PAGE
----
High-level spinal cord injury (SCI) can result in spinal and supraspinal respiratory control deficits leading to insufficient ventilatory responses to exercise and training-related adaptations. We hypothesized a serotonin agonist, known to improve respiratory function in animal models, would improve adaptations to whole-body functional electrical stimulation (FES) exercise training in patients with acute high-level SCI.
We identified ten patients (<2 years of injury with SCI from C4-T3) in our program who had performed six months of FES-row training while on the Buspirone, a serotonin 1A agonist (29±17mg/day), between 2012 and 2018. We also identified well-matched individuals who trained for six months but not on Buspirone (n=11). A peak incremental FES-rowing exercise test and resting pulmonary function test had been performed before and after training.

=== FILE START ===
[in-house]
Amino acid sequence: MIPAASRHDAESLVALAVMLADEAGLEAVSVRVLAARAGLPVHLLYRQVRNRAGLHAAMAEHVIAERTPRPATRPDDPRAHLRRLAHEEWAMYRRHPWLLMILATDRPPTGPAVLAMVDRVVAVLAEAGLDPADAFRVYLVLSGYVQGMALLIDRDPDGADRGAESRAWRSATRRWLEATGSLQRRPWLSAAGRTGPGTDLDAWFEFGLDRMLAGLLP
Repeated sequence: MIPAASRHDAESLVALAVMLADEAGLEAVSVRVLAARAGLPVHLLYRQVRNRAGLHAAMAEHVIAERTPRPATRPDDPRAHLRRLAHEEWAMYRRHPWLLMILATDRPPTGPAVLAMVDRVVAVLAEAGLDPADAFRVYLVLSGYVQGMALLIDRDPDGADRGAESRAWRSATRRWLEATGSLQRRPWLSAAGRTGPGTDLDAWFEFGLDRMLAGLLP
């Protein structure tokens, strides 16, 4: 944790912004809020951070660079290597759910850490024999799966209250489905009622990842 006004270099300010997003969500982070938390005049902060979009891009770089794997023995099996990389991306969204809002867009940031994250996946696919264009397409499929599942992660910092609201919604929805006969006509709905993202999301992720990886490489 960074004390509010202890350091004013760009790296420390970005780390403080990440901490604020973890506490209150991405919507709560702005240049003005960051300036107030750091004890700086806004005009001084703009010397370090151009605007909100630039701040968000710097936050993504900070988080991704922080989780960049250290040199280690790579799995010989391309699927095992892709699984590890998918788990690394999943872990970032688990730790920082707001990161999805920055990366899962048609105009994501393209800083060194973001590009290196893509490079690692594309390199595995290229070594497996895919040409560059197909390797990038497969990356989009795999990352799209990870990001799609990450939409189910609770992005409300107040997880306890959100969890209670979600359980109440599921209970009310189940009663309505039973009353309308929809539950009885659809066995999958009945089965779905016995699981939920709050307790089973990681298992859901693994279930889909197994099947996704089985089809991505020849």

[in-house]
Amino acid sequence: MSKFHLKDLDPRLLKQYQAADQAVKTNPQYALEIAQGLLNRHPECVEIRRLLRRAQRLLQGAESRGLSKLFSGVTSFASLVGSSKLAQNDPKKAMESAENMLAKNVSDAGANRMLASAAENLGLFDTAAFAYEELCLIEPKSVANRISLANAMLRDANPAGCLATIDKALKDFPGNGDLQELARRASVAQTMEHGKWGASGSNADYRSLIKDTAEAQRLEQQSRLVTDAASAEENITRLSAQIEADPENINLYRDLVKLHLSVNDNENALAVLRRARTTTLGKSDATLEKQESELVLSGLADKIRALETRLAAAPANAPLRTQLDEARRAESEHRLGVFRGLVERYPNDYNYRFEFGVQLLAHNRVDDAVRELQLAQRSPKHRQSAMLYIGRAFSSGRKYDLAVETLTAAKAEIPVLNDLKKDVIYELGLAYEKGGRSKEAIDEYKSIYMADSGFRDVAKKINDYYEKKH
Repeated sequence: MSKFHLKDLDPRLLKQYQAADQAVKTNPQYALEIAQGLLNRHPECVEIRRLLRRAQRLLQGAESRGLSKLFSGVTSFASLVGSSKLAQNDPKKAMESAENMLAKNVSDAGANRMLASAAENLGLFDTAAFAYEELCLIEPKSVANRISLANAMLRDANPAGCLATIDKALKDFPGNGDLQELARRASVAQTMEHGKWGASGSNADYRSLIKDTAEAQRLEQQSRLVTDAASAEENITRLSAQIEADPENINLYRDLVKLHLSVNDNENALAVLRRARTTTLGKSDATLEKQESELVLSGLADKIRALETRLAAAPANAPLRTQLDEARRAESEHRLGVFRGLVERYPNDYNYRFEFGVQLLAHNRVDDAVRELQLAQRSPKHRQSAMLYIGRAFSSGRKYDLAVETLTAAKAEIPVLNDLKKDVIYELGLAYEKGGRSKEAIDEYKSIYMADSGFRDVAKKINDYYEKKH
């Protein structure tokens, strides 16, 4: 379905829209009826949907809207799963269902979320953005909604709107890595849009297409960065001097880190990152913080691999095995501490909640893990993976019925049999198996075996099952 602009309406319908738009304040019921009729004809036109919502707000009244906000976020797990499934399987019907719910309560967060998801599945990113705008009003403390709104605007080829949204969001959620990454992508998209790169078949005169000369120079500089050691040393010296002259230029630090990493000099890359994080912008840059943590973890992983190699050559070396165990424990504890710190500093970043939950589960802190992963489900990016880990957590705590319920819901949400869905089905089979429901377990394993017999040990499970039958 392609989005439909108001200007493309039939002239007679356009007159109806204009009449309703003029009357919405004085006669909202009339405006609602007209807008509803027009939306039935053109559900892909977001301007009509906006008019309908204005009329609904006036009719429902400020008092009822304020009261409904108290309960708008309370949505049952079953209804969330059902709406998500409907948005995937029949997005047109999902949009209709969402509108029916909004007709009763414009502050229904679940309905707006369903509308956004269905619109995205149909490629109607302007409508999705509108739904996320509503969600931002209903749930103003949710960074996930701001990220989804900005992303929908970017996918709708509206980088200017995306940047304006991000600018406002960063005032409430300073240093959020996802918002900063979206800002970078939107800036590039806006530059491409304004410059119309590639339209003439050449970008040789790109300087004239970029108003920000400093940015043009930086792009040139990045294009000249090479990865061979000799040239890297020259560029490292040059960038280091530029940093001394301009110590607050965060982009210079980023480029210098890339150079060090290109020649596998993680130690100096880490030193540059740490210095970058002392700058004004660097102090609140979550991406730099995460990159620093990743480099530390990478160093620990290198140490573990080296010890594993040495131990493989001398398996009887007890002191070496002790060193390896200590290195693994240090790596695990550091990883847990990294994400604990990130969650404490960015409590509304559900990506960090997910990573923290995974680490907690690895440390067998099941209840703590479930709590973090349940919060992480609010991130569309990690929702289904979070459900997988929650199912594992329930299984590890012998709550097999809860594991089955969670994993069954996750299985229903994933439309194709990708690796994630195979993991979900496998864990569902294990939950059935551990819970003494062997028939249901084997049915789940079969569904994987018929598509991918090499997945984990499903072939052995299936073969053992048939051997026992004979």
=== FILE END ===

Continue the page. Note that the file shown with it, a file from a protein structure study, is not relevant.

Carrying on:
Those on Buspirone demonstrated greater increases in peak oxygen consumption (VO2peak: +0.24±0.23 vs. +0.10±0.13L/min, P=0.08) and peak ventilation (VEpeak: +6.5±8.1 vs. -0.7±6.9L/min, P<0.05) compared to control. In addition, changes in VO2peak and VEpeak were correlated across all patients (r=0.63, P<0.01), but most strongly in those on Buspirone (r=0.85, P<0.01). Furthermore, changes in respiratory function correlated to increased peak tidal volume in the Buspirone group (r>0.66, P<0.05).
These results suggest Buspirone improves cardiorespiratory adaptations to FES-exercise training in individuals with acute, high-level SCI. The strong association between increases in ventilatory and aerobic capacities suggests improved respiratory function is a mechanism, however controlled studies are needed to determine if this preliminary finding is reproducible.Le texte complet de cet article est disponible en PDF.
Keywords : Physiologie, Contrôle ventilatoire